Underwater dolphin kicking has completely transformed the sport of swimming. Considered as swimming’s fifth stroke, the dolphin kick is the best way to improve overall race times and efficiency in the pool. The kick allows swimmers to move faster than any surface stroke since there is less resistance underwater. The purpose of underwater kicking is not to generate speed, but rather to delay the slowing down process from powerful starts and turns for as long as possible. In order to do this, swimmers need to form a tight streamline while incorporating a powerful kick to minimize the water resistive force. Developing a powerful underwater kick is not an easy task. However, working hard in the weight room and the pool are key to mastering the dolphin kick.
Flexibility and Hip Mobility
The kicking motion isn’t only about leg strength. It requires the swimmer’s entire body to crack like a whip, which creates a fluid wave that starts at the core and increases in amplitude as it travels down through the toes. Flexibility enables athletes to create more force when muscles contract and move. By increasing the range of movement, vital energy is saved, technique improves, and the swimmer is able to swim faster, harder, and longer. It also prevents injury, which is very common amongst swimmers with poor flexibility. Additionally, increasing hip mobility will make athletes more powerful and dynamic in the water. Hip stability and mobility means that athletes are able to move through an optimal range of motion and produce or absorb force through the hip joint. By increasing mobility and flexibility in the hips with the proper stretches and exercises, athletes will become stronger and maximize injury prevention. Here are a series of exercises that will enhance flexibility and hip mobility for swimmers:
- Hip Flexor Stretch
- Burpee Spider Pushup
- Walking Spiderman
- Lateral Squat
Flexibility and Ankle Mobility
Most swimmers are transfixed on strengthening shoulders and often neglect other parts of the body. While a swimmer’s hip and core muscles act as a driving force, the feet are solely responsible for pulling a swimmer through the water. A proficient dolphin kick should be done at a fast pace and the swimmer’s ankles should snap up and down quickly. Studies have found that ankle flexibility is directly related to kicking speed and more than 75 percent of the propulsive force of the dolphin kick comes from snapping the ankle (Binns, 2008).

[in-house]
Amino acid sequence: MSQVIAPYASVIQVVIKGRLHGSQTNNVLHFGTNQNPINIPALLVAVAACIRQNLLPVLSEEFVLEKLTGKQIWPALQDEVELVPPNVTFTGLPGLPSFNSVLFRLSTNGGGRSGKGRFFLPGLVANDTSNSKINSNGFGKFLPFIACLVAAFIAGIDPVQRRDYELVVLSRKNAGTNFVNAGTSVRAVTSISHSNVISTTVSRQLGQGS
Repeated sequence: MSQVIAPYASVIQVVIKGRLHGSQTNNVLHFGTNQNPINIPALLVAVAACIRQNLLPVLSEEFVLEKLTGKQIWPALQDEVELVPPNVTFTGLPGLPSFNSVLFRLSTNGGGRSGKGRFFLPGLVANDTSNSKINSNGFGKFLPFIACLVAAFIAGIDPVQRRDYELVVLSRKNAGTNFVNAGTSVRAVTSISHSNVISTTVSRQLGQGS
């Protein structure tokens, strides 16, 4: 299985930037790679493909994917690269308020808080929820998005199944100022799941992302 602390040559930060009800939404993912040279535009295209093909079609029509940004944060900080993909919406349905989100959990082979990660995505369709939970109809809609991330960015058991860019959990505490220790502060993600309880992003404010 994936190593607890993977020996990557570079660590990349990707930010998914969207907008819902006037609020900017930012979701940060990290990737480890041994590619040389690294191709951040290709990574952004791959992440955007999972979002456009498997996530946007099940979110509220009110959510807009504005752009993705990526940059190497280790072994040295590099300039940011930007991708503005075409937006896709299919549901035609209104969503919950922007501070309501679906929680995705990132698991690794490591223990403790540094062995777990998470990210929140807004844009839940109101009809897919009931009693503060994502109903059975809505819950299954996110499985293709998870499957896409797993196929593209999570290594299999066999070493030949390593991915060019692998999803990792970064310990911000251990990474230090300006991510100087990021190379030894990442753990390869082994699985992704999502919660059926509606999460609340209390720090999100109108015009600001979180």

Thus, the greater range of motion in the ankle allows for greater force production, which helps an athlete to accelerate and move through the water faster. Additionally, the most elite swimmers are able to bend their ankles beyond that of a ballerina’s pointed toe. Ultimately taking the time to increase ankle strength and mobility can increase a swimmer’s force production and improve overall performance.
It is important to recognize the small details that can help put swimmers ahead of competitors. Olympian Kara Lynn Joyce describes how serious swimmers must learn to develop their underwater dolphin kicking while they are developing. She explains, “It’s an essential part of training. It’s been integrated into all four strokes now. It’s a skill that I didn’t learn until later in my career, but kids are learning it at a much younger age now. It’s making them faster than ever” (Swim Swam, 2015). Races often come down to precious hundredths or tenths of a second, so having every bit of speed makes a significant difference. To learn more about the underwater dolphin kick check out this SwimSwam article.
BridgeAthletic works with elite professional, collegiate, and club swimming programs to provide a turnkey solution for dryland training. Led by Nick Folker, the top swimming strength and conditioning coach in the world, our team builds stroke-specific, custom-optimized dryland programs for each of our clients. The individualized workouts are delivered directly to athletes via our state of the art technology platform and mobile applications. Check Nick and BridgeAthletic out as recently featured in SwimSwam.
Nick Folker is the Co-Founder and Director of Elite Performance at BridgeAthletic. Nick’s roster of athletes includes 35 Olympians winning 22 Olympic Medals, 7 team NCAA Championships and over 170 individual and relay NCAA championships. Megan Fischer-Colbrie works as the Sports Science Editor at BridgeAthletic. Megan was a four-year varsity swimmer at Stanford, where she recently graduated with a degree in Human Biology. The Championship Series by BridgeAthletic is designed to empower athletes with tips from the pros that will help them reach peak performance come race day. We will be covering competition-focused topics such as nutrition, recovery, stretching, and mental preparation.
Swimming News / Swim Training courtesy of BridgeAthletic, a SwimSwam partner.